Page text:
Reviews

Livin' In a Pre-Gangsta's Paradise: 'Big Fun in the Big Town'

MC Shan in Big Fun in the Big Town

Hip-hop's bratty DIY ethos marks it as an urban doppelganger to punk rock.


Big Fun In The Big Town

Director: Bram Van Splunteren
Cast: Grandmaster Flash, Doug E. Fresh, Russell Simmons, Run-DMC, LL Cool J, Roxanne Shante, Biz Markie, Schoolly D, Suliaman el Hadi
Length: 42 min
Extras: n/a
Year: 1986
Distributor: Five Day Weekend
Release date: 2012-05-22

In 2012, it seems inconceivable that rap, or its umbrella monicker hip-hop, was once little more than a burgeoning musical genre with a modest listenership outside of the African-American community. But that was definitely the case when Dutch journalist and hip-hop junkie Bram Van Splunteren shone his spotlight on the New York rap scene in that epochal year of 1986, as Run-DMC’s raucous cover of the Aerosmith chestnut “Walk This Way” crashed Billboard magazine’s Top 10 Singles chart, the first of its type to do so.

Now, I don’t mean to suggest that hip-hop was still an underground phenomenon at the time, as nothing could be further from the truth. The sound was definitely mushrooming by the mid-'80s, as Run-DMC’s “Rockbox” had already aired on MTV, Breakin’ and Beat Street had been sleeper hits at the box office, and the Beastie Boys’ snarky Licensed To Ill was about to drop. Still, the controversial genre was small potatoes compared to the mainstream powerhouse it would become, influencing teenagers from Seattle to Srebrenica, Manhattan to Melbourne.

Big Fun in the Big Town, shot in New York over six days during the autumn of 1986, reveals a pre-“gangsta” paradise during this transitional period in America’s hiccupy digestion of rap, as Van Splunteren chats up Grandmaster Flash, an indisputable innovator of the field. Flash demonstrates scratching, a seminal component of rap’s early architecture, and his erudite, urbane twang is a marked contrast from the countrified drawl later exemplified by West Coast rappers, most of whose roots were in the American South. Flash also makes it clear that hip-hop is a product of the streets, not a tony Julliard education. Ghetto kids of color who couldn’t necessarily afford musical instruments, and perhaps felt alienated from slick Motown or Philly International grooves, developed their own sonic tableau – a sort of musical graffiti – using street corner braggadocio and a surprisingly rich urban lingo.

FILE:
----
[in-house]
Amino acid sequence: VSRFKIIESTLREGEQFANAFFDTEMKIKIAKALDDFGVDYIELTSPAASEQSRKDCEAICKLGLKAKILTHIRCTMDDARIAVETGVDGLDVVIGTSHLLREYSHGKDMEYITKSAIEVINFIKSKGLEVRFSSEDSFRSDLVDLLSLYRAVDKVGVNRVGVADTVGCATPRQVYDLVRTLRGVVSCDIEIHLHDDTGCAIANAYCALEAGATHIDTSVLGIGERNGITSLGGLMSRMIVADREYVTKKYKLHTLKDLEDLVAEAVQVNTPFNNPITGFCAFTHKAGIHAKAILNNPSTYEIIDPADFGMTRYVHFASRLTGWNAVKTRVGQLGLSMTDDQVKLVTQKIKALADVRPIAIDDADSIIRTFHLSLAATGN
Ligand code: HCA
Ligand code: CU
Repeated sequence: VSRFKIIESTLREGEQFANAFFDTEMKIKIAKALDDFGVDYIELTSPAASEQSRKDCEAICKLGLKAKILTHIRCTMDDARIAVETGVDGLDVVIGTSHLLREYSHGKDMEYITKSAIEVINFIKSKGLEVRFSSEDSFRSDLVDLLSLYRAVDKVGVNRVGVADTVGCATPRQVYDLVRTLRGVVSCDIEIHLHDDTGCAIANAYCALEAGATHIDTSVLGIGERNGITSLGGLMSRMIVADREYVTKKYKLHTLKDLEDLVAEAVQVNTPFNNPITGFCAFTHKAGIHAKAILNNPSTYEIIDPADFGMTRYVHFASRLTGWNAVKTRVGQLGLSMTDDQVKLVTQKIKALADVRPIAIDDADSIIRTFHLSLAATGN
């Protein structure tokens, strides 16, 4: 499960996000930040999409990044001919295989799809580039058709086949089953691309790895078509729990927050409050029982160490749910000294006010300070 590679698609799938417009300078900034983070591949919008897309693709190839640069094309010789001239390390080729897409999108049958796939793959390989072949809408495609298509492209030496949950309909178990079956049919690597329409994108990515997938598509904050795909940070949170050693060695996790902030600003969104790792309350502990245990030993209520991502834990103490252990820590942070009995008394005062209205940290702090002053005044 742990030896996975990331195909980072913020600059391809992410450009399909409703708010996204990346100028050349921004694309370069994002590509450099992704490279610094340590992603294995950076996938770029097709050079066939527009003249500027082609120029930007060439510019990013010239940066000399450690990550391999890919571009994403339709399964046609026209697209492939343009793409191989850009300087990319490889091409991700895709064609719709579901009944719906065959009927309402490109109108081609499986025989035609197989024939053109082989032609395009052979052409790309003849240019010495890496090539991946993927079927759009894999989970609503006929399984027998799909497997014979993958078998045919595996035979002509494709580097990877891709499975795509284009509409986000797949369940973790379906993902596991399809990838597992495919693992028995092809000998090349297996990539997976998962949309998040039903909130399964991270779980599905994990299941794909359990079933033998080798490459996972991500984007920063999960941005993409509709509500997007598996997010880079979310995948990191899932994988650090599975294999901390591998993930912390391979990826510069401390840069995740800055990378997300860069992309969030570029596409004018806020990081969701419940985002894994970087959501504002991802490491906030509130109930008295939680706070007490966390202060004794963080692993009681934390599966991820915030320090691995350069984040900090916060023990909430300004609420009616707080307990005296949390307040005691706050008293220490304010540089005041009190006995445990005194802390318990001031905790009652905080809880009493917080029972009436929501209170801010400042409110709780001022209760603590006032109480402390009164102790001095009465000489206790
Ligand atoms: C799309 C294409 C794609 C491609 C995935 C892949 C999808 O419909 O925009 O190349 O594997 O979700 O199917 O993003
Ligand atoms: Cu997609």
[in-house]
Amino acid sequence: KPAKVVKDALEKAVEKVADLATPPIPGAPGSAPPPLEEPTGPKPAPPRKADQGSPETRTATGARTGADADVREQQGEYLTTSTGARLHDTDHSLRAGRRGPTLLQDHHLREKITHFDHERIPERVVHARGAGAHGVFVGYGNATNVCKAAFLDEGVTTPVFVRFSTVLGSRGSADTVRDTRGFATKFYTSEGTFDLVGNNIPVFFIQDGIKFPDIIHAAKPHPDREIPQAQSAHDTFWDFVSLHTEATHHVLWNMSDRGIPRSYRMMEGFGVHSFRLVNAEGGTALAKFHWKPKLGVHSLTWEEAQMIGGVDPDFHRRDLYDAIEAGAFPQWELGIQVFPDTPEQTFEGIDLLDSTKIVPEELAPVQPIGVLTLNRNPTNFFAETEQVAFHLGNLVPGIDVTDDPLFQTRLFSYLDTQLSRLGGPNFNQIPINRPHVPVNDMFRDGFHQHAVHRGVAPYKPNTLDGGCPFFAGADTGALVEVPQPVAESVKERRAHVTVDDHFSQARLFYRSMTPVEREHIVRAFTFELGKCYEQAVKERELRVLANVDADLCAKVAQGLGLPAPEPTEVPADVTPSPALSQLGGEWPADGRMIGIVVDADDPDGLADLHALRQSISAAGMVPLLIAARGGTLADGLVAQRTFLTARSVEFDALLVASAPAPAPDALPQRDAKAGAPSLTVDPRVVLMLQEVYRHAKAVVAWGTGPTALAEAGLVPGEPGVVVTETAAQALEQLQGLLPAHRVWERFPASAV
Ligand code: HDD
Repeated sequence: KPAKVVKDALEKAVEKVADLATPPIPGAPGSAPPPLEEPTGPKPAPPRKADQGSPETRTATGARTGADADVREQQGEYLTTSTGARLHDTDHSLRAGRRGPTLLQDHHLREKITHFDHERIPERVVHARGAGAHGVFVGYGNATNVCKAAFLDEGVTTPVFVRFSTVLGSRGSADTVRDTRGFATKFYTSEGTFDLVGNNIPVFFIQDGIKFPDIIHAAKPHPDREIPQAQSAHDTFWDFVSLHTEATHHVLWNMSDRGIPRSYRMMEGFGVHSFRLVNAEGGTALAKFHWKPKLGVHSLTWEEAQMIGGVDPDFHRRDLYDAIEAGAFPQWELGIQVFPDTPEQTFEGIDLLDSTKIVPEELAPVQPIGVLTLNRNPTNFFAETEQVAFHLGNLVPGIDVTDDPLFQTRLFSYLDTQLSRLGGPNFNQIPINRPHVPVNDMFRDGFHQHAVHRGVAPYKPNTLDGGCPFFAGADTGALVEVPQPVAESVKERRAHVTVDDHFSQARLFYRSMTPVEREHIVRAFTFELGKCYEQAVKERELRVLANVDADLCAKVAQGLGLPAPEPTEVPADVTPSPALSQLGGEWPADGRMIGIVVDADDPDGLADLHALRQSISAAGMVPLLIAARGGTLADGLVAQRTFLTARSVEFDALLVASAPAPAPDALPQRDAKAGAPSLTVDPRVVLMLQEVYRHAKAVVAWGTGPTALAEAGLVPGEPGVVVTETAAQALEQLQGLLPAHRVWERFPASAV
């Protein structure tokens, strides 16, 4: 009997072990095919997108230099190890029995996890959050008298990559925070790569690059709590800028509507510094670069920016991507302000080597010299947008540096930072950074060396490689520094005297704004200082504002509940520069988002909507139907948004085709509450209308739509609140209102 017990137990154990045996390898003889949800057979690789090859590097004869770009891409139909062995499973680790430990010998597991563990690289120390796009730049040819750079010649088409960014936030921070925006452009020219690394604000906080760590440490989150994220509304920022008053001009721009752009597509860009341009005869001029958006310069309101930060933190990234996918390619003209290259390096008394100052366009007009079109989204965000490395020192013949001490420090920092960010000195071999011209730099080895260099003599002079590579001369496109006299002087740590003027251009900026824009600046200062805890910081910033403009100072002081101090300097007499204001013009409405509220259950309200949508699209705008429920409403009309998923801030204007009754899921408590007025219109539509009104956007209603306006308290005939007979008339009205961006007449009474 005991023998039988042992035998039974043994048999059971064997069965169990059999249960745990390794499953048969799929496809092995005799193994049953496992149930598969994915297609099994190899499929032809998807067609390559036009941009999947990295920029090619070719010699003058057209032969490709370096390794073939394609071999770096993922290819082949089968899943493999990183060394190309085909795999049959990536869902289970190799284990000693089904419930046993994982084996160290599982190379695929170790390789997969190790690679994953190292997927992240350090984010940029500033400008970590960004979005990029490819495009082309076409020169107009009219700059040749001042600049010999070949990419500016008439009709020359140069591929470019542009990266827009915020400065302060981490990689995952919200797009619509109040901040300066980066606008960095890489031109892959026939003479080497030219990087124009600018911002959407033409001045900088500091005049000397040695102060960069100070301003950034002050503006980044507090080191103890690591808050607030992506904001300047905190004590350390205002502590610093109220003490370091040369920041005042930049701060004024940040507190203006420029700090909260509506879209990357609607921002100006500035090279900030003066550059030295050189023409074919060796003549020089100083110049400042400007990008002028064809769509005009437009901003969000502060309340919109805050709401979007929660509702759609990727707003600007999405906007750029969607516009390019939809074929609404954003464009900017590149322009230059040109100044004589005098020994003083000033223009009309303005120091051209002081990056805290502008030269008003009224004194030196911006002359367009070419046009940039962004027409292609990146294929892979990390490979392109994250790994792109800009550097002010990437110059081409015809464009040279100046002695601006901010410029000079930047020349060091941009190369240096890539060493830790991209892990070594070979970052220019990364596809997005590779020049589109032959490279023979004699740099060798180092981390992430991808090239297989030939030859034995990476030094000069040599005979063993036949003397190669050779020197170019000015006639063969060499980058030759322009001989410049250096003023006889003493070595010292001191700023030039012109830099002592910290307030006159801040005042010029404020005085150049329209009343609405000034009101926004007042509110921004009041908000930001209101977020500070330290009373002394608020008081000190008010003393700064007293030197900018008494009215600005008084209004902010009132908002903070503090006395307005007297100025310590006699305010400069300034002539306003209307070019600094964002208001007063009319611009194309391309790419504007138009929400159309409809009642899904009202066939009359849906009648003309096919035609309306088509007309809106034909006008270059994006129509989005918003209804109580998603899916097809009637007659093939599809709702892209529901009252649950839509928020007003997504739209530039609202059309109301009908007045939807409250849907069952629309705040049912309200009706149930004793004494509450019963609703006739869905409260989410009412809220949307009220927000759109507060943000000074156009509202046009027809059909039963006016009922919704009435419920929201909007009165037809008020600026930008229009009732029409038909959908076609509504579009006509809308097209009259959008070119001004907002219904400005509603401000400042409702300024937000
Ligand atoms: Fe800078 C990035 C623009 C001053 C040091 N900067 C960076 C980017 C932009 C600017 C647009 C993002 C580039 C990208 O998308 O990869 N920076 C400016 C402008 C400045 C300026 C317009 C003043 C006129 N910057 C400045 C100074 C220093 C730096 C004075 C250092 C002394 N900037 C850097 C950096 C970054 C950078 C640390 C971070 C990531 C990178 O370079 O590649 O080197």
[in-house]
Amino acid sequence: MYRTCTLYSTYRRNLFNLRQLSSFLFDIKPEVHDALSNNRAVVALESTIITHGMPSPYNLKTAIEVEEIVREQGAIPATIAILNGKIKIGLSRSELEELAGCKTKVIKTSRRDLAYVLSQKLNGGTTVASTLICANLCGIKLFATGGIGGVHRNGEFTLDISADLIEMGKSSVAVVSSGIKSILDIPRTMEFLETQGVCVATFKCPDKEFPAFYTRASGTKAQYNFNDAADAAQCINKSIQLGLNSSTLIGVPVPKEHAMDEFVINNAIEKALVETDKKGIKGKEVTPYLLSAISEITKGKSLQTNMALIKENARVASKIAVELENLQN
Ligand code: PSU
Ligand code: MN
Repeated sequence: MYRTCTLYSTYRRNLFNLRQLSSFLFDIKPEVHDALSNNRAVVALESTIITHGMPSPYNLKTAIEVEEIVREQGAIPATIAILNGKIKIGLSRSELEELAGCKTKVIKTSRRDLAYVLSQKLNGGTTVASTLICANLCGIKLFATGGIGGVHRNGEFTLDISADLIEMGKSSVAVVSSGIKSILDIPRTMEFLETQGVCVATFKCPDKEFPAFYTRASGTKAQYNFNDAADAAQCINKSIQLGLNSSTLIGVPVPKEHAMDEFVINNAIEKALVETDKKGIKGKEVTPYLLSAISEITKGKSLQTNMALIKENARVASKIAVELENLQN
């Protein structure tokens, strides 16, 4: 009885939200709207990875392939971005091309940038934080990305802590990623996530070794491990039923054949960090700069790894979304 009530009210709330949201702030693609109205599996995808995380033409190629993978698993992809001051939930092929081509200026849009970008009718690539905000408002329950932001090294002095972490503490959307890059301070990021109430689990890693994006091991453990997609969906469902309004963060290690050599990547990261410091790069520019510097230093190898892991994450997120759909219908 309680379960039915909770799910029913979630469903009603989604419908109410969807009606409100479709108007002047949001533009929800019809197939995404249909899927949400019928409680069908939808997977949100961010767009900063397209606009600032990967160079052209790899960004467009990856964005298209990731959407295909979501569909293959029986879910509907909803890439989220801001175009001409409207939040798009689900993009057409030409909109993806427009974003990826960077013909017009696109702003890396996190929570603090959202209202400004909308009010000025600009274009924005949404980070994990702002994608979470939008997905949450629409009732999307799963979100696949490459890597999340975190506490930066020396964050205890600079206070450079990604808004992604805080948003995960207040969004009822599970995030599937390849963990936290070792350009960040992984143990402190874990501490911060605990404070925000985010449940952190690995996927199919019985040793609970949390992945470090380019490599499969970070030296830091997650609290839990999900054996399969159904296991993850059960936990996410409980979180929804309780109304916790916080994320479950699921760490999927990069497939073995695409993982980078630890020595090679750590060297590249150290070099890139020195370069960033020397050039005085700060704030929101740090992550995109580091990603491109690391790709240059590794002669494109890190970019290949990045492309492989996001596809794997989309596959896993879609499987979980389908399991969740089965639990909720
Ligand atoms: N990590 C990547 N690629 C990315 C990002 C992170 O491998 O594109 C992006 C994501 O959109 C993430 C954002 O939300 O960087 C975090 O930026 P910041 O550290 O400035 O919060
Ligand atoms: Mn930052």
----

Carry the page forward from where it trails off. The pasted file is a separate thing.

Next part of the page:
He’s joined by Doug E. Fresh, who reportedly developed the astonishing technique of using one’s throat as a beatbox. Importantly, Fresh also draws parallels between rap’s emergence and the beginnings of rock 'n' roll in the '50s, and Eisenhower-era parents – both black and white – definitely looked askance at Chuck Berry and his ilk – as millions of middle-aged parents have snorted at hip-hop in more recent times. From an ideological and temperamental perspective, I tend to situate rap as an urban doppelganger of punk rock; progenitors of both styles eschewed musicianship in favor of a bratty DIY ethos. Of course, punk, along with its more eclectic successor, post-punk, sprang up more or less during the same period as hip-hop, although it would find widespread recognition earlier, particularly in the UK.

It’s suggested in Big Fun in the Big Town that hip-hop culture may also serve as a distraction from criminal activity, no small matter in the pre-Giuliani Big Apple of the '80s, when violent crime rates continued to surge, despite the New Money’s sudden gentrification of Manhattan. The explosion of crack cocaine was another fearsome specter that New York’s black community had to contend with. It does seem sweetly innocent, in retrospect, to posit hip-hop as an antidote to urban ills, considering how frequently violence has claimed the lives of rappers, not to mention the glorification of “gangsta’ living prevalent in contemporary hip-hop. Nevertheless, I don’t doubt that countless inner-city youngsters have been able to use rap as a means to rise above their station, much as their white British counterparts used music to rescue themselves from the dole, while thumbing their noses at the class system.